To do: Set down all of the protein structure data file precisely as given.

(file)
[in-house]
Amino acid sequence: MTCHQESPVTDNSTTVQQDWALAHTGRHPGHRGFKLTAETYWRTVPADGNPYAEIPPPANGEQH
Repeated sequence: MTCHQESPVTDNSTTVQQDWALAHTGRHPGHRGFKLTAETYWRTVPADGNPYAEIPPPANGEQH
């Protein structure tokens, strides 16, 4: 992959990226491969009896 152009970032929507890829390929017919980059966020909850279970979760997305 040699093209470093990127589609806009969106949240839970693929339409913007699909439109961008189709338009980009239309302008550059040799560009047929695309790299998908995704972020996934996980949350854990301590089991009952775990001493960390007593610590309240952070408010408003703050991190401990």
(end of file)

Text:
[in-house]
Amino acid sequence: MTCHQESPVTDNSTTVQQDWALAHTGRHPGHRGFKLTAETYWRTVPADGNPYAEIPPPANGEQH
Repeated sequence: MTCHQESPVTDNSTTVQQDWALAHTGRHPGHRGFKLTAETYWRTVPADGNPYAEIPPPANGEQH
């Protein structure tokens, strides 16, 4: 992959990226491969009896 152009970032929507890829390929017919980059966020909850279970979760997305 040699093209470093990127589609806009969106949240839970693929339409913007699909439109961008189709338009980009239309302008550059040799560009047929695309790299998908995704972020996934996980949350854990301590089991009952775990001493960390007593610590309240952070408010408003703050991190401990």